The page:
"Diversity is a social construction that can be deconstructed and reconstructed - you can erase a line and draw a new line [to define identity] and we do it all the time," says Putnam, who adds that there has been much more response to his research in the UK than in the US.
"Some critics [in the UK] on the right say that's all hogwash. What gets the conservatives irritated is that I say the task is not to 'make them like us' but to create a new 'we' - a new, more encompassing identity. They say: 'Why should we? We don't want a new we, we like the old we.' But in the US, we don't have that problem because we have changed in the past," he says.
America IS a nation of immigrants. Britain has not been - the 'nation of immigrants' nonsense is a liberal myth used to justify mass immigration.
Up until 7/7 our new liberal rulers didn't care about integration. The USP of immigrants was precisely the fact that they 'weren't like us' i.e. the natives. What they actually were like was unimportant.
Now they've seen the writing on the wall in Tavistock Square.
So integration seems like a good idea after all.
The trouble is that the destruction of British culture was a prerequisite for mass immigration - a self-confident nation would either not have allowed it or would have ensured integration was a priority - which was what happened in America until very recently.
The continuing effort to reinvent a national identity should at least provide sour amusement for a few decades.
Back to Mr Putnam. The key driver for the British cultural revolution - and the Britain we see today - was the decline of Christianity.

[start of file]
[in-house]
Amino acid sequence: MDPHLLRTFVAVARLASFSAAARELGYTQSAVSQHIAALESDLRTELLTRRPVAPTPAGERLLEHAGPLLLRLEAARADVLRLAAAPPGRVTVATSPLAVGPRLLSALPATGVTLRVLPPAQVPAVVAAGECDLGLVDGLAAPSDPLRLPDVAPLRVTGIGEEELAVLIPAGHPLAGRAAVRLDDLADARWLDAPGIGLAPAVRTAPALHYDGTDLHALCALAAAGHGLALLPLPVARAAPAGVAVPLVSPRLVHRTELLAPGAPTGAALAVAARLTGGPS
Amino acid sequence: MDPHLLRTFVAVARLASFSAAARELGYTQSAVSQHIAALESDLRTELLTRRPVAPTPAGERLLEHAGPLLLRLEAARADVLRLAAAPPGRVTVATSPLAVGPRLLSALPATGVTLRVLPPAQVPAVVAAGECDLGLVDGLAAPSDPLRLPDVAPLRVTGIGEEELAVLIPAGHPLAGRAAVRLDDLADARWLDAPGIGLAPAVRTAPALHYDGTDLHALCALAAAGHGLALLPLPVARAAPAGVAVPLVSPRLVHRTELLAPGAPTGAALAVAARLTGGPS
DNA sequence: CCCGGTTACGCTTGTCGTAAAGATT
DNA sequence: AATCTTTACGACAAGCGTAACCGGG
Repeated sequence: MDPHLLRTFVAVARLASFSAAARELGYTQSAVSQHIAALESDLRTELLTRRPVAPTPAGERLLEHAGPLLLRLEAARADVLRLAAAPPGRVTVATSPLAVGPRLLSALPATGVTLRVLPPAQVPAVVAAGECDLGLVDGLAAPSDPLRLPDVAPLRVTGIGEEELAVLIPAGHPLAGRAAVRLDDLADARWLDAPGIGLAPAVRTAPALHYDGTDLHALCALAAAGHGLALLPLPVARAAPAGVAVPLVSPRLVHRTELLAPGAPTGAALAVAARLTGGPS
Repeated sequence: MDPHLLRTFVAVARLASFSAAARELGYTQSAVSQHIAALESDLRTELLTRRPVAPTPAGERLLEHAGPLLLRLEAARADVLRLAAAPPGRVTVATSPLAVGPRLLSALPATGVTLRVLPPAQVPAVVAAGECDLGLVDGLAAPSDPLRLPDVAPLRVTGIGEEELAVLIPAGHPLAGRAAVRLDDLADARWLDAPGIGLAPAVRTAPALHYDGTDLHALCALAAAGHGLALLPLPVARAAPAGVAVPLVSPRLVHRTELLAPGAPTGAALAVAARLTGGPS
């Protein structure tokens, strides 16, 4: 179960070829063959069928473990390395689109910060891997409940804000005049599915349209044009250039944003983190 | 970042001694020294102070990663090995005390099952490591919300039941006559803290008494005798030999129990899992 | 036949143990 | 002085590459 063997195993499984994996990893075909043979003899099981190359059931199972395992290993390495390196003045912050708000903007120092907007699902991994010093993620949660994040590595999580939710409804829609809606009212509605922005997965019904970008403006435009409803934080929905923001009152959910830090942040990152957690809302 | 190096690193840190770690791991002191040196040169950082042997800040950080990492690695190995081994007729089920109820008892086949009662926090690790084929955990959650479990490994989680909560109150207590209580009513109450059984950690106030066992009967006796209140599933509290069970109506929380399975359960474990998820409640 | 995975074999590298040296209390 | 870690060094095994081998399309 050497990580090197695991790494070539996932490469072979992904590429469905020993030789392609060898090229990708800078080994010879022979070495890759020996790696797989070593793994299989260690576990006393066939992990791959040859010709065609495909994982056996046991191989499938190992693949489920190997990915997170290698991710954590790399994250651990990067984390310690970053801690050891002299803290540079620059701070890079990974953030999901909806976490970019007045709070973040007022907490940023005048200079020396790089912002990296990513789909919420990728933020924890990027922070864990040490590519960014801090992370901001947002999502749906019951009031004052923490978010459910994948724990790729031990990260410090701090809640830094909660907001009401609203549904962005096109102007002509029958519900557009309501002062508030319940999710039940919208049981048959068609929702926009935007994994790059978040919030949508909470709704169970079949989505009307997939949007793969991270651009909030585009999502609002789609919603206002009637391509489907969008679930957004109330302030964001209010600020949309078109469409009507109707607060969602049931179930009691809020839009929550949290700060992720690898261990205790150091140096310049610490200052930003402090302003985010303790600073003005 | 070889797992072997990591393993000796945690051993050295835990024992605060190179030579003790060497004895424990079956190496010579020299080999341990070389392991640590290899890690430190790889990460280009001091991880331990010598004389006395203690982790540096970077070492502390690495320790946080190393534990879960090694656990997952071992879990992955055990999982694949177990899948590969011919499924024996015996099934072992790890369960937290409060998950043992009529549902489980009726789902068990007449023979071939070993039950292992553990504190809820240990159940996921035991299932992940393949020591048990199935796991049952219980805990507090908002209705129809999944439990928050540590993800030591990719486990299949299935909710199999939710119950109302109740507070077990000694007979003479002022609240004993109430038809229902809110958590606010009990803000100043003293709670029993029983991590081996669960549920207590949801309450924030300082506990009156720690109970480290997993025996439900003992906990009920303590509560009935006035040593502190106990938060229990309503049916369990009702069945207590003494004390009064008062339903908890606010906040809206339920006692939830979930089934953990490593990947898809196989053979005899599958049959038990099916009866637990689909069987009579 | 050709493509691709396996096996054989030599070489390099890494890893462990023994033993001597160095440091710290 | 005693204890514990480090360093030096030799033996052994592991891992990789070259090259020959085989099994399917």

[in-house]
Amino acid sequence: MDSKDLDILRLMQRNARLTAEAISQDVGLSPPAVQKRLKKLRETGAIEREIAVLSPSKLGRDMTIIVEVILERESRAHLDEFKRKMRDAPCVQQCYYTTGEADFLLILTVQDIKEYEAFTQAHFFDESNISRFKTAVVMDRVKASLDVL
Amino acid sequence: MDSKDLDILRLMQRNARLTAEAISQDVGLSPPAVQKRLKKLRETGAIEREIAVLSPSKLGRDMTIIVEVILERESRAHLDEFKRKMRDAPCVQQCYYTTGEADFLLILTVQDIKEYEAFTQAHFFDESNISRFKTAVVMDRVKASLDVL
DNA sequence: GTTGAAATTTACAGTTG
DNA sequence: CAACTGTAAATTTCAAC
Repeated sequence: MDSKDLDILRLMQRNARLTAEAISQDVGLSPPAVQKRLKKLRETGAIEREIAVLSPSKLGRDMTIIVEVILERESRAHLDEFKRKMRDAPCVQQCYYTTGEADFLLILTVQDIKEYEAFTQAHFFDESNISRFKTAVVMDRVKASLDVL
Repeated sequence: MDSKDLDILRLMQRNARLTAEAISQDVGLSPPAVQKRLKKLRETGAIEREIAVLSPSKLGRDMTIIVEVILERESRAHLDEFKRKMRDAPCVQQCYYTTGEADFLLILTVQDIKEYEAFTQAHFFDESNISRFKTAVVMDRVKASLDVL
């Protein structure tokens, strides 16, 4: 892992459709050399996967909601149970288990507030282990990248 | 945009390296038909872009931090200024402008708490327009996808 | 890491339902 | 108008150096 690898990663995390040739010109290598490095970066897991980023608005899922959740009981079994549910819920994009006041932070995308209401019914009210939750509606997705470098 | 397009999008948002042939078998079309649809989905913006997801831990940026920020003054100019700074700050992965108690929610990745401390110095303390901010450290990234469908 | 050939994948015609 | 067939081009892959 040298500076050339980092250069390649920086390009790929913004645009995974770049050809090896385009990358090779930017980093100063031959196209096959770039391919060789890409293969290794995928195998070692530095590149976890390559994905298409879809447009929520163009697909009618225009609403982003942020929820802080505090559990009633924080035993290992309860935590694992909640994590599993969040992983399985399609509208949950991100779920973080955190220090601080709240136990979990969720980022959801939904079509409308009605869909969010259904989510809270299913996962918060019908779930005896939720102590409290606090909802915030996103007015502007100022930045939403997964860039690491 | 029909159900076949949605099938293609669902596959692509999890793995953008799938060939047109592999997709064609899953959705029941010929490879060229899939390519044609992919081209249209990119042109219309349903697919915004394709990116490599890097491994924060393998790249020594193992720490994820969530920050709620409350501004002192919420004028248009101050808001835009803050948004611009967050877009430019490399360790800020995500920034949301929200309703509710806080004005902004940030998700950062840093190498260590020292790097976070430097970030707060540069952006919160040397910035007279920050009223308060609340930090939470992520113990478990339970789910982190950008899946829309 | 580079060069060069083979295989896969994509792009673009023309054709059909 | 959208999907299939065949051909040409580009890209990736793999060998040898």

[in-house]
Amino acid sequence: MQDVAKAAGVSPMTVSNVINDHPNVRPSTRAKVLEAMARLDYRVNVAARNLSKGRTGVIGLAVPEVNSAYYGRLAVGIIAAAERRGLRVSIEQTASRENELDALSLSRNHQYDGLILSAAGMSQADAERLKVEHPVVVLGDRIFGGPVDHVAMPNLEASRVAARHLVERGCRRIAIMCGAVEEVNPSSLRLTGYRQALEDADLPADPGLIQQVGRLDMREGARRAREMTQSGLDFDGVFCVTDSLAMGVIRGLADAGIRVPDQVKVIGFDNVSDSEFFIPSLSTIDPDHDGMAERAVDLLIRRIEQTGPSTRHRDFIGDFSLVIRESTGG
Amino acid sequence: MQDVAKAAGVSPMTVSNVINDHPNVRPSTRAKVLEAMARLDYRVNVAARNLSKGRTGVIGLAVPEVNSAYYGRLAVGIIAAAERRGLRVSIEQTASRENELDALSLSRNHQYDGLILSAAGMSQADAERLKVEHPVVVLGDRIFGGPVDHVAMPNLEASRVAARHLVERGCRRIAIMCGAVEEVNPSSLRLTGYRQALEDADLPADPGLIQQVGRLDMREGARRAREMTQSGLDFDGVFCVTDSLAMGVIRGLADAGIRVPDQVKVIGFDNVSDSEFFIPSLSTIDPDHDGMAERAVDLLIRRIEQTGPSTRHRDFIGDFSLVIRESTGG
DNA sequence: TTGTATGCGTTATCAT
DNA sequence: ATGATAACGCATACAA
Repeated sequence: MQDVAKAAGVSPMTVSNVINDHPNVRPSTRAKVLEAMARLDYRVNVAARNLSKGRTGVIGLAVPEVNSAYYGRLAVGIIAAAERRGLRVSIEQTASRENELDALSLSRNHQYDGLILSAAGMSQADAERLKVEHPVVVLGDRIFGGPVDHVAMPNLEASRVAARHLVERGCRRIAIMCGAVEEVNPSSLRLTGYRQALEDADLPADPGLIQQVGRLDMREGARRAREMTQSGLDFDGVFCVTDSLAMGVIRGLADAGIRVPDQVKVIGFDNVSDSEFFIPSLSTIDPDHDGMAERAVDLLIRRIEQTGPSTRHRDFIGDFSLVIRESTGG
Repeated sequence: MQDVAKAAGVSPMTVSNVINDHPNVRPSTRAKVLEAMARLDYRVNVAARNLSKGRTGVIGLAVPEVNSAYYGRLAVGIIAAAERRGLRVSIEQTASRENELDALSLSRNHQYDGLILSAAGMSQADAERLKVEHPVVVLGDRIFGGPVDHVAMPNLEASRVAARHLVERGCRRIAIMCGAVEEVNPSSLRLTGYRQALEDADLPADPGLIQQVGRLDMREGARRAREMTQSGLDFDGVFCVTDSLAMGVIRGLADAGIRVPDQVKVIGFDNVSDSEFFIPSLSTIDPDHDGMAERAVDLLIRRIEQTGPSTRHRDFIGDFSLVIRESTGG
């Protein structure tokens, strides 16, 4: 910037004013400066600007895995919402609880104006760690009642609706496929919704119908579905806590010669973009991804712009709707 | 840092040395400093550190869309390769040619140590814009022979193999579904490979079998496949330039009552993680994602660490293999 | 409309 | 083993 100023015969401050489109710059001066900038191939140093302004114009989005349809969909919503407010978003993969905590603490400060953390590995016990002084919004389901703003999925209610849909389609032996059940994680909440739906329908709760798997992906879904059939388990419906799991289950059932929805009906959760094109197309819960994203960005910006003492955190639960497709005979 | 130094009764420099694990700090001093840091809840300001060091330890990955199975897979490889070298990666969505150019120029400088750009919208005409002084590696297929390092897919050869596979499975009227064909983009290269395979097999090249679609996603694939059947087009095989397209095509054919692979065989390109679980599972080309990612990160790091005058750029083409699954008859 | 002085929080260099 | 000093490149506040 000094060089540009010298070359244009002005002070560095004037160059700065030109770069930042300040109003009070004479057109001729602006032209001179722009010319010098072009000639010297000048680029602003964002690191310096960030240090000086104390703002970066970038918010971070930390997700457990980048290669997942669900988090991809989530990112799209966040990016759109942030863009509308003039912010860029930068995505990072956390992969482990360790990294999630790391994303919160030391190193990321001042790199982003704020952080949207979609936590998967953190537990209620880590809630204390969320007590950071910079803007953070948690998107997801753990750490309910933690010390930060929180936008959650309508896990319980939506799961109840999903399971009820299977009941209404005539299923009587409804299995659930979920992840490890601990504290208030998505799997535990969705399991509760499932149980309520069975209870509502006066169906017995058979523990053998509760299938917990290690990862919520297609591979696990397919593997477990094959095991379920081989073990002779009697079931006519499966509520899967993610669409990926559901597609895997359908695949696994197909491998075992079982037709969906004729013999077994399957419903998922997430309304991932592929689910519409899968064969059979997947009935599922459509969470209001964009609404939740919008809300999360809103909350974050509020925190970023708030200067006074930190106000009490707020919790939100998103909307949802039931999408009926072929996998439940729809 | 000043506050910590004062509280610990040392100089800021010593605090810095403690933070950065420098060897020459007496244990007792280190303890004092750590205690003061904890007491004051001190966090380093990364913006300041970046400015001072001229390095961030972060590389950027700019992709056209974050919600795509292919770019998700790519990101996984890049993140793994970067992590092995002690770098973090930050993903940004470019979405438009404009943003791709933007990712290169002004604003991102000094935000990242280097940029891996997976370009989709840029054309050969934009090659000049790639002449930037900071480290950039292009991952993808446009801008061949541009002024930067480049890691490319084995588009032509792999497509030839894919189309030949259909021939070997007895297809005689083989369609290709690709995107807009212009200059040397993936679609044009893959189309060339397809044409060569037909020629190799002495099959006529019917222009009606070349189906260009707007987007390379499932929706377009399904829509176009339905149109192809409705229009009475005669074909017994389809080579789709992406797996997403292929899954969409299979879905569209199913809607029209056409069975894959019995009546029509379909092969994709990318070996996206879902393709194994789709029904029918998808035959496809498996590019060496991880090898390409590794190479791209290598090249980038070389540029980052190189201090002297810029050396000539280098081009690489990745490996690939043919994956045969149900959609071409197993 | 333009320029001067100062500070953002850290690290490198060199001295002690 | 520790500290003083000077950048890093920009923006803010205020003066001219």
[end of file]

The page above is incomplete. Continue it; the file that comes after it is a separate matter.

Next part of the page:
He credits religion with a vital role in spurring on progressive change in the US over the past 150 years - contrary to popular European wisdom, religion has predominantly been a force for good in America and its current use by the political right is an aberration from its history, he argues.
"Religious revival has been an essential ingredient of every progressive movement: the abolition of slavery came out of the second great awakening; the progressive era of 1900-15 when the US first passed labour and environment legislation came out of the social gospel movement," says Putnam, who is a convert to Judaism.
Much of his book will be devoted to analysing how that progressive potential in religion was lured to the Republican right. It is easy to see how his interest in social capital and religion fit together, but he is quick to acknowledge that religion can also have detrimental consequences, and it is possible to have social capital that has no religious underpinning.
He strikes a warning on the secularisation of Europe, which he describes as the first large-scale effort to see whether secular progressive countries can reproduce themselves and successfully pass on the values on which they were built. "I believe they can," he says, "but the evidence is not yet in. Europe is still living off its religious heritage."
Christianity may be dying in Euruope, but Nature abhors a spiritual vacuum. I notice a continual drip of British Muslim converts. They may be misguided, but they are generally intelligent, well-meaning young men and women. The canaries in the coal mine ?
"I am a white, middle-class left-wing atheist, who embraced Islam, and I see it has having the solutions to all the social ills of British society (poverty, drug abuse, gambling addictions, robbery, individualism, depression and terrorism, amongst many others"
I'll pass on whether there are no poor people in Muslim countries - but for the rest, you could say much the same of the Christianity that was - before the churches turned into a branch of Social Services.
Maybe the Sixties cultural revolutionaries who are dying off, the George Melly's, won't see their new Utopia.
"And always keep a-hold of Nurse
For fear of finding something worse."